When the International Criminal Court’s new building [IJT-189] was officially inaugurated by the Dutch King last April, the celebratory ceremony ended with a performance of children singing Michael Jackson’s “Heal the World”. Three months earlier, there was a totally different atmosphere. On 28 January 2016, you could hear the swelling hymns of the crowd: “Libérez Gbagbo! Libérez Gbagbo! Libérez Gbagbo! (Free Gbagbo)” they chanted. Outside the guarded entrance, armed with megaphones, drums and banners, Ivoirians from the diaspora community in Europe had assembled to demand the release of the man they still consider to be their President: Laurent Gbagbo. Inside, while the court clerk read out the charges, some of the spectators sizzled, others burst out in sardonic laughter. They rejoiced in faith and uttered praises when Gbagbo and his companion in the dock, alleged mouthpiece, spin-doctor and ‘street general,’ Charles Blé Goudé, plead not guilty.

Following Ivory Coast's post-election violence, Cristelle Semao Gueh and family at a camp in Duekoue (Caroline Gluck/Oxfam)
27 January 2015 by Christin Roby, Abidjan (Ivory Coast)

The trial of Ivorian former first lady Simone Gbagbo and 82 co-defendants entered its fourth week of testimony in Abidjan on Monday. Gbagbo, along with former prime minister Aké N'Gbo and former president of the Ivorian Popular Front Affi N'Guessan, face charges of undermining state security through alleged involvement in atrocities that killed an estimated 3,000 after the November 2010 election.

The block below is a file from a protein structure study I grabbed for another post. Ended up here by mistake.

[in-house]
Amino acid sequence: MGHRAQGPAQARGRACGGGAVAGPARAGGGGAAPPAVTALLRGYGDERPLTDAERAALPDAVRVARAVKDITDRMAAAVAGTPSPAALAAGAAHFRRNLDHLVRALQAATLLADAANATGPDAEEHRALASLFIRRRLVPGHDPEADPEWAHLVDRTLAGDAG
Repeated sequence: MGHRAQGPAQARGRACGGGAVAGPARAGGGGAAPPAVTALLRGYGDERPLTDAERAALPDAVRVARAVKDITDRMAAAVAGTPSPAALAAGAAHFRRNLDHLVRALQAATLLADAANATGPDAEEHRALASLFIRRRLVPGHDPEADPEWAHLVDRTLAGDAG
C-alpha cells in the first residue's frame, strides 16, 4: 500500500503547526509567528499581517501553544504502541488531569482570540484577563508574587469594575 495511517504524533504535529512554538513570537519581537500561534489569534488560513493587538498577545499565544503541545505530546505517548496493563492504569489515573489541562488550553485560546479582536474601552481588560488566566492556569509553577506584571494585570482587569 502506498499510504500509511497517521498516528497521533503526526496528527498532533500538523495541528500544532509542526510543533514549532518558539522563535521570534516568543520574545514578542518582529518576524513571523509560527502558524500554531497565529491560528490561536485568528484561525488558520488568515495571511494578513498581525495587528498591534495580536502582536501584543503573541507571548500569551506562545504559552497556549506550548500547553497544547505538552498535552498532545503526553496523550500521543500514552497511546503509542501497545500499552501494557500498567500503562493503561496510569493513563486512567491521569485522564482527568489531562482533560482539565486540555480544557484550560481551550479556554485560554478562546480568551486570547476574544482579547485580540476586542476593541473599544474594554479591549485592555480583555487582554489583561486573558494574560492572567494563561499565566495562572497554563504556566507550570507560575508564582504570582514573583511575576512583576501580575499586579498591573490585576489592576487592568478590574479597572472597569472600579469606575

Urban life in Ivory Coast (Photo: Flickr/Guillaume Mignot)
23 March 2015 by Christin Roby, Abidjan (Ivory Coast)

The 20-year prison sentence handed to former Ivorian first lady Simone Gbagbo in Abidjan’s case against her and 82 others for undermining state security is being met with intense scrutiny. Though a victory to some, many Ivorians are unsatisfied.

04 April 2014 by IJT
Charles Blé Goudé, the 42 year old former charismatic head of the Youth Patriots, a pro-Gbagbo movement, introduced himself as a 'consultant in political communication' during his first appearance before the International Criminal Court (ICC), on 27 March. Transferred from Ivory Coast five days before, he has joined in The Netherlands the ex-president Laurent Gbagbo, who has been held for two years.